Here a key snippet from a report by David Corn of Mother Jones:
[Freedomwork's president Matt] Kibbe wrote a memo outlining his beef with Armey, Burnley, and Gray. In the document—titled "Republican Insiders Attempt Hostile Takeover of FreedomWorks"—Kibbe accused the three of being shills for the Republican establishment and undercutting the group's standing as an independent, non-partisan, conservative organization. (FreedomWorks has at times endorsed tea party candidates in primary elections against mainstream or incumbent Republicans, drawing the ire of mainline Republicans.) Kibbe charged that the three men were trying to punish him for defying their effort to steer FreedomWorks into the conventional Republican fold. He contended that the divisive fight within FreedomWorks was not really about his book contract or other organizational matters; it was a grand ideological clash pitting those fully loyal to the tea party cause (such as Kibbe) against backroom, Washington-centric pols attempting to wield their influence to benefit their pals.Noting Armey's habit of coining maxims—and Armey's complaint that Kibbe had hijacked media requests for Armey—Kibbe began his memo with a blast referencing a September 4 meeting at which Armey and Gray had voted Kibbe off the board of trustees and replaced him with Burnley, a secretary of transportation in the Reagan administration:Our favorite "Armey's Axiom" goes something like this: "Every argument in Washington, like in a marriage, is really about something else." So it goes with the attempted hostile takeover of FreedomWorks by three Republican insiders from the old guard. Is it about a book contract, or a pilfered appearance on CNBC? No, it is not. As it turns out, the fight for lower taxes, less government and more freedom is all well and good until it is Republicans—"old friends"— that are the ones needing to be held to account. It is our sense that the irresponsible acts of the so-called Trustees of FreedomWorks—Dick Armey, C. Boyden Gray, and James C. Burnley—on September 4th, and their continued hostile acts today, are all about retribution for our willingness to take a strictly nonpartisan approach to politics, our willingness to hold both Republicans and Democrats to the standards set out by our freedom philosophy and the clear limits on government power delineated in our U.S. Constitution.Kibbe then presented a timeline seeking to demonstrate that Armey, Gray, and Burnley had sold out the tea party cause to help less conservative Republicans.His first example: the Republican primary contest earlier this year pitting Rep. Ben Quayle against Rep. David Schweikert, two House freshmen thrown into the same congressional district after redistricting in Arizona. In May, FreedomWorks endorsed Schweikert, who, Kibbe wrote, "had been willing to stand on principle even under tremendous pressure" from the GOP top brass. Quayle, according to Kibbe, had been too "reliable" a vote for the House Republican leadership, which FreedomWorks occasionally has opposed from the right. Yet Gray, the memo noted, was sending donations to Quayle, the son of former Vice President Dan Quayle. (Gray was White House counsel during the Bush-Quayle administration.) And Gray, Kibbe wrote, called him several times last summer "wondering why we were engaged in this primary fight."In the memo, Kibbe pointed out other conflicts as well. When Rep. John Mica, the Republican chair of the House transportation and infrastructure committee, was challenged by tea party freshman Rep. Sandy Adams in Florida in another primary race caused by redistricting, Kibbe wrote, Burnley, a transportation lobbyist, called Kibbe and "made it very clear…that he had a dog in this race." And on June 16, when FreedomWorks announced its "Retire Hatch" campaign against Sen. Orrin Hatch (R-Utah), Gray endorsed Hatch. A month later, Gray held a fundraiser for Wisconsin senatorial candidate Tommy Thompson—two days before FreedomWorks endorsed tea party favorite Eric Hovde, who was challenging Thompson in the GOP primary.All of these conflicts, Kibbe maintained in the memo, led to that September meeting when he was booted off the board. Referring to himself in the third person, Kibbe described that confrontation: "It is eight weeks out from the most important election in our lifetime. 'Do you have any idea,' Kibbe asks, 'how much your actions will damage FreedomWorks efforts?' No answer is given."The memo went on, with Kibbe taking Armey to task for having urged FreedomWorks to assist Thompson, who won the primary but whom the group had declined to endorse in the general election due to his "full-throated advocacy of ObamaCare"[...]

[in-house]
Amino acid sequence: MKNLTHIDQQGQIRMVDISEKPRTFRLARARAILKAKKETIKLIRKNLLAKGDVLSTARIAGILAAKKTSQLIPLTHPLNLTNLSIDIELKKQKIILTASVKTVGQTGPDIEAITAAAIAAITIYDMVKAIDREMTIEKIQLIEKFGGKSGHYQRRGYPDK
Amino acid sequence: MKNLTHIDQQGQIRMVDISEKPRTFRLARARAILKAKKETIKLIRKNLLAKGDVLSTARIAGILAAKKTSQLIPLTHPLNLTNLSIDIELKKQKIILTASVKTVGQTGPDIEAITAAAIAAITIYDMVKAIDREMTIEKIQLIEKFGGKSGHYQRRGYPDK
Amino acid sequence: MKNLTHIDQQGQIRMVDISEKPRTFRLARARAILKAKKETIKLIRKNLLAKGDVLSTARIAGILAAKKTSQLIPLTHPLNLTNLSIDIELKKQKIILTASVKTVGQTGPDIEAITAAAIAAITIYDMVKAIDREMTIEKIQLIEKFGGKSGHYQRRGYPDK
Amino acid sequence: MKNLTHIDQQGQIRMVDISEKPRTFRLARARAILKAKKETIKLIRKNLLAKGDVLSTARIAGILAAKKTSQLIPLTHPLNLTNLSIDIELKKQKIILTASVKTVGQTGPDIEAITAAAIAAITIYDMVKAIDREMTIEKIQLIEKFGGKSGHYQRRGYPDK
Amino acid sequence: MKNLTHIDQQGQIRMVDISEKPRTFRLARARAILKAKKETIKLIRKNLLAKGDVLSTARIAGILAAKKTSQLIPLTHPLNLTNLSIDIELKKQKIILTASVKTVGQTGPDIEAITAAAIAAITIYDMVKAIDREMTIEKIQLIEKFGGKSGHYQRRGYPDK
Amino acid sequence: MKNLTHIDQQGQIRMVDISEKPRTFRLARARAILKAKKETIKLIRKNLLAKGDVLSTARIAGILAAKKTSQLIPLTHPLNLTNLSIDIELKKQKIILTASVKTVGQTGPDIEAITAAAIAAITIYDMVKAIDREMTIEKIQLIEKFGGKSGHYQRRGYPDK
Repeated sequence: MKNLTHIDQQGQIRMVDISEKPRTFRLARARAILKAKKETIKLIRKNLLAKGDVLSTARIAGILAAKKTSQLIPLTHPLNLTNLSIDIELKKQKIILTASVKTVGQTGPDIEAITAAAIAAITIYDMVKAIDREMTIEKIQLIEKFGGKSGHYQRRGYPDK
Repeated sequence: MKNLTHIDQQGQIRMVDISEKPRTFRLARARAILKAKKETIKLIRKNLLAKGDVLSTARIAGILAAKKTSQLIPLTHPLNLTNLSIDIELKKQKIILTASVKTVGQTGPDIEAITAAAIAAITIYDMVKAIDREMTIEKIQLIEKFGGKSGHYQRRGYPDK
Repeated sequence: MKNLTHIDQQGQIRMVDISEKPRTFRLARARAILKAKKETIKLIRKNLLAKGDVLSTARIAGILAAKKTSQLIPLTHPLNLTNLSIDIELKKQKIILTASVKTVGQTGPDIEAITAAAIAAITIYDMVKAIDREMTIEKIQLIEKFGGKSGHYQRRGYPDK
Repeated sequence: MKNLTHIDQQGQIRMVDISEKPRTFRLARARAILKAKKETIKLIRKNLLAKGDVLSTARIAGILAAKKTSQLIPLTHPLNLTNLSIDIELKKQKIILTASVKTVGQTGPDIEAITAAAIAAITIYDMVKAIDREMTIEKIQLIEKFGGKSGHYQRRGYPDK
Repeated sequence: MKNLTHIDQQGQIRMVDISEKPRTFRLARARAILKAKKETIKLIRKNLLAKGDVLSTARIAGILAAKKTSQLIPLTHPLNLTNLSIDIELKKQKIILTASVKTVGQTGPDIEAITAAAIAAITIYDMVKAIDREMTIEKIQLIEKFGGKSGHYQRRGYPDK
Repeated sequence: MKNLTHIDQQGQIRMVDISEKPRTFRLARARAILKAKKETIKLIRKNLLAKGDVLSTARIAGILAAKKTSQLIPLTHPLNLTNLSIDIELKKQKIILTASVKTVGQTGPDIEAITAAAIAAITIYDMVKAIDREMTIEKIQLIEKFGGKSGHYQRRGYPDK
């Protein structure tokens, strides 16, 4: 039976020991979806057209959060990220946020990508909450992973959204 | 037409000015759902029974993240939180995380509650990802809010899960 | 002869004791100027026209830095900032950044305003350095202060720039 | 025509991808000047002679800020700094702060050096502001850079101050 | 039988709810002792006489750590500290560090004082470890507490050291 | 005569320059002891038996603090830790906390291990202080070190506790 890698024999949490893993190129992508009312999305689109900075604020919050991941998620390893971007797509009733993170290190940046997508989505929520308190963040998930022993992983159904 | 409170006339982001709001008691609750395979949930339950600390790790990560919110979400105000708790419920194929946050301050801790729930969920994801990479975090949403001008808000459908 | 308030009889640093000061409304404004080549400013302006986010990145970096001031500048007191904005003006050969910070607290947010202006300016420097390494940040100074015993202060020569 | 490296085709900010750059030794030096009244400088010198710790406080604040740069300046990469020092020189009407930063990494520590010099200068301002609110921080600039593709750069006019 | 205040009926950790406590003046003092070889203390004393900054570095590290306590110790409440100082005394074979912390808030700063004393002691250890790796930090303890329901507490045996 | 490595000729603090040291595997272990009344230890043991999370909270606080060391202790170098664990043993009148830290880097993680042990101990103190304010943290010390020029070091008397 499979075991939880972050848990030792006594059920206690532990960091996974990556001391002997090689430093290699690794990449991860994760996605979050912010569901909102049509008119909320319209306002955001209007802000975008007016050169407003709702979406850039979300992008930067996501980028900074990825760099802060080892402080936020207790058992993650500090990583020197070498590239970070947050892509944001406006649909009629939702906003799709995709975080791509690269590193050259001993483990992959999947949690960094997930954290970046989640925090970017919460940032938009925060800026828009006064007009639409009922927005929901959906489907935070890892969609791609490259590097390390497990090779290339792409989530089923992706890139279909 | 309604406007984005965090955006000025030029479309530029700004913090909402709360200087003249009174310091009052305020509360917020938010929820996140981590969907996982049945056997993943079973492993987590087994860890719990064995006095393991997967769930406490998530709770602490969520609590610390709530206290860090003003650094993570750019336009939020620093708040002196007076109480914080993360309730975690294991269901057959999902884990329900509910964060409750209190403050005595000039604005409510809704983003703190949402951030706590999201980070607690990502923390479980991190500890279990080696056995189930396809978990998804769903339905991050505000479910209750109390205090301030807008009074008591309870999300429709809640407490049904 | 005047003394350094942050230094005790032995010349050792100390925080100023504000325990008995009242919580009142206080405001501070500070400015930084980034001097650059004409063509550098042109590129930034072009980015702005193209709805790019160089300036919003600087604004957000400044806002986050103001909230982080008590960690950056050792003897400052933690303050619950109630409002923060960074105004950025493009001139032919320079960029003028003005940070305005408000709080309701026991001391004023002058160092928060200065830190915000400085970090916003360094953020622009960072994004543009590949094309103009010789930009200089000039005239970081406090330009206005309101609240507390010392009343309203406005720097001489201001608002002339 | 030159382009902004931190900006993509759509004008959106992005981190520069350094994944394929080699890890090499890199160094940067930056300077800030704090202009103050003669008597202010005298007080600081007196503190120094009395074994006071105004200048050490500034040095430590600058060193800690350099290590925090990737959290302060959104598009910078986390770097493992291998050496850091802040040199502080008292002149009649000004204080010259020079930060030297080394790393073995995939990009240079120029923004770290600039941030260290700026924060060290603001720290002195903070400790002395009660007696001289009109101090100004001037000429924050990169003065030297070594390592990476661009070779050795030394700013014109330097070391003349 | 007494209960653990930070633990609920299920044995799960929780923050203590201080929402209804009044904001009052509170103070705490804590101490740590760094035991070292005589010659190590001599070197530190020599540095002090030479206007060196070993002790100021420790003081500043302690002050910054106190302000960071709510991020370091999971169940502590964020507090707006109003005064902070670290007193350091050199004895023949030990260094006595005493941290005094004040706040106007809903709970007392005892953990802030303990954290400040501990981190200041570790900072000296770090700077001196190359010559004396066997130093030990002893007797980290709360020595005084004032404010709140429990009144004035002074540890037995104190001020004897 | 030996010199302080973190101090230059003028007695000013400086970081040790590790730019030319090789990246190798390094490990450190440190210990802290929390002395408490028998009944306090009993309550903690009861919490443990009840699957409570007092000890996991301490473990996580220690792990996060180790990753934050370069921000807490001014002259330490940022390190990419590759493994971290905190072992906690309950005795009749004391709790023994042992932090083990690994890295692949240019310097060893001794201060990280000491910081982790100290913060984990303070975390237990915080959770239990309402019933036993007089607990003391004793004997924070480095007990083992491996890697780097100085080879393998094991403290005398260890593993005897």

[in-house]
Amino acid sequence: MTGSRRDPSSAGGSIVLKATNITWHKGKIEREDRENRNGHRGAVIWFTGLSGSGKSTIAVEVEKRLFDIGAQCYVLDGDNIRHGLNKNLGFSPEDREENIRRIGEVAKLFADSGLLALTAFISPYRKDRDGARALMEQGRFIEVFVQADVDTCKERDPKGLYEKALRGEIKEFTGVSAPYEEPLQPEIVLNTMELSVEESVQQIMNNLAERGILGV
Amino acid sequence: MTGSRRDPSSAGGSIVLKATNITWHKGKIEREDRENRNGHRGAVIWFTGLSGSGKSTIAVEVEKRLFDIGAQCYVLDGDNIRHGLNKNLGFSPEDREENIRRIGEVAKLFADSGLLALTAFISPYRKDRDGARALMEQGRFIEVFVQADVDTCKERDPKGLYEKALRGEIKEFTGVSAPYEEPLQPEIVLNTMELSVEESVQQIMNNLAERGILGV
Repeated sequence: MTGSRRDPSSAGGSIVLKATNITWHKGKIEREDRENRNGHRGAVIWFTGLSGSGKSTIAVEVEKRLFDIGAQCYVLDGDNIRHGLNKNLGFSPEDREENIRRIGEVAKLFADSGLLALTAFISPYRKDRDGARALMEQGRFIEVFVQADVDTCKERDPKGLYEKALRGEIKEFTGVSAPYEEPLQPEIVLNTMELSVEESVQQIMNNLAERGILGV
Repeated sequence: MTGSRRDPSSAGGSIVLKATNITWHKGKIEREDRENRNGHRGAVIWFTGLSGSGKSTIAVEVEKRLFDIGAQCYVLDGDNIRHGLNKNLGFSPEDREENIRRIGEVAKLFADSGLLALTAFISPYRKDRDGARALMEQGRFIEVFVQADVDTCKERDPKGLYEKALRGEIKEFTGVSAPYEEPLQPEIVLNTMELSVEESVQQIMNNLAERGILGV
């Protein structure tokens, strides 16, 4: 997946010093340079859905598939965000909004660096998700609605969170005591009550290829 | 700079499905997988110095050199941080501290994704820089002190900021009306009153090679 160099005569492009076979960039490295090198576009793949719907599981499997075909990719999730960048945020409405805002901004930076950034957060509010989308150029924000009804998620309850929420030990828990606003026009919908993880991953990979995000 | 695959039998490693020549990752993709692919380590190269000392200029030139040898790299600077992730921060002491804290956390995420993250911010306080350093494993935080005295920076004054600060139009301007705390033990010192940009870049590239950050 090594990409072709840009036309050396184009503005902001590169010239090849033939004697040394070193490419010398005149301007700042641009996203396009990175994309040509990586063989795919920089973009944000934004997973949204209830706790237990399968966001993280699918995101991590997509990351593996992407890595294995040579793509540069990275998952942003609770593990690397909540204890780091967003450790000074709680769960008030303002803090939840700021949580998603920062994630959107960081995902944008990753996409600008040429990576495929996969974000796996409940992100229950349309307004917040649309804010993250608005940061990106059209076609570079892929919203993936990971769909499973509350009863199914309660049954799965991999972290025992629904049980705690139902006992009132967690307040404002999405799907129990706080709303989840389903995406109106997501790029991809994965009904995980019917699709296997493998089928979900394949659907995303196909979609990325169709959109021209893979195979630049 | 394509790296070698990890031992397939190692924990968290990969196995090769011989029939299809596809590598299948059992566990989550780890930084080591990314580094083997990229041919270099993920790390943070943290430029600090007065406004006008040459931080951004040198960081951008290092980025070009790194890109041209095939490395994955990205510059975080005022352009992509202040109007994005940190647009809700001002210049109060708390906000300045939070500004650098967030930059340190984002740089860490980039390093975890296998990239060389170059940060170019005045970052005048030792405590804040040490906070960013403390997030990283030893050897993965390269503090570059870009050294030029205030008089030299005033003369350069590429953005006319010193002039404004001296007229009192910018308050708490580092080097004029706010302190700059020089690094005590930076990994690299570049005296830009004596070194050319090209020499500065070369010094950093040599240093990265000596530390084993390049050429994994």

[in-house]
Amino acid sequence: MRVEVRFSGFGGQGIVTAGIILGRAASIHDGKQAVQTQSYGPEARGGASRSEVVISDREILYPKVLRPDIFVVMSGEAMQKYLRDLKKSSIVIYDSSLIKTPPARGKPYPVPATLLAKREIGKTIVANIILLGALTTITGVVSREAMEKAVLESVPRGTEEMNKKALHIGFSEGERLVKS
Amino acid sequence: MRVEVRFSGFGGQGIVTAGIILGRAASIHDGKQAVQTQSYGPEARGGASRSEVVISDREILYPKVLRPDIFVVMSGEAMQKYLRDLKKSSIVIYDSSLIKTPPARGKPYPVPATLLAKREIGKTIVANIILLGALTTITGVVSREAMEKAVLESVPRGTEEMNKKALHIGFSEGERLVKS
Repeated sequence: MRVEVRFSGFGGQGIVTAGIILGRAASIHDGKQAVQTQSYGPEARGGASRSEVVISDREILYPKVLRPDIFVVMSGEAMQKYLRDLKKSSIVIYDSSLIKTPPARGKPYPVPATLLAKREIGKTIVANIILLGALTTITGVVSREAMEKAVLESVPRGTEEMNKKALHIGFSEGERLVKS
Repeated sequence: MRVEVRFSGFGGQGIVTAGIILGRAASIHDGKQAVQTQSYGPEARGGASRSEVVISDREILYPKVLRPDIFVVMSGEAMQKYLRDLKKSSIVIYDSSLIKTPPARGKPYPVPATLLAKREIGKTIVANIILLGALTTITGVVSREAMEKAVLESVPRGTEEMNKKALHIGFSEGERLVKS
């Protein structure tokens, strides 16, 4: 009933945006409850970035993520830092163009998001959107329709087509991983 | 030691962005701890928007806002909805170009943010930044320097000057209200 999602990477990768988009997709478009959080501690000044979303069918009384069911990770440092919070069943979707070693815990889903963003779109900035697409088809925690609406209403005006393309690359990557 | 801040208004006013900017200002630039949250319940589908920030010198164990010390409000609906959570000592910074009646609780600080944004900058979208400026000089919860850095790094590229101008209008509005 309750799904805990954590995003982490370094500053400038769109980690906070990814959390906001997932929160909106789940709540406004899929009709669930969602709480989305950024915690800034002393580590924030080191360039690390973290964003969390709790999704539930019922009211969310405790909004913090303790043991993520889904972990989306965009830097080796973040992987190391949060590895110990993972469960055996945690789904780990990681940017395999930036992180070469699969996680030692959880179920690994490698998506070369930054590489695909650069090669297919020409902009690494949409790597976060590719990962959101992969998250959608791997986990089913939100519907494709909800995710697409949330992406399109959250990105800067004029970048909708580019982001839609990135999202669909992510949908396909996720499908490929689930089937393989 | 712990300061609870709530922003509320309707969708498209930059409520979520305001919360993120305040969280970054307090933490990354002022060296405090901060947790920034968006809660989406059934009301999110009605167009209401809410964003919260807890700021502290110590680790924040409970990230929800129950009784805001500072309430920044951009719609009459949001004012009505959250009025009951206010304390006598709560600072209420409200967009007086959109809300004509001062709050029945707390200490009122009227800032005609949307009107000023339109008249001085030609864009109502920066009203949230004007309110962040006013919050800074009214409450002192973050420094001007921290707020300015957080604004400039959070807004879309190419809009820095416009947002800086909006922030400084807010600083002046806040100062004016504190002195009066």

Bottom line: D.C. is a very ugly city, where the game is power, influence and personal benefit, rand not principle.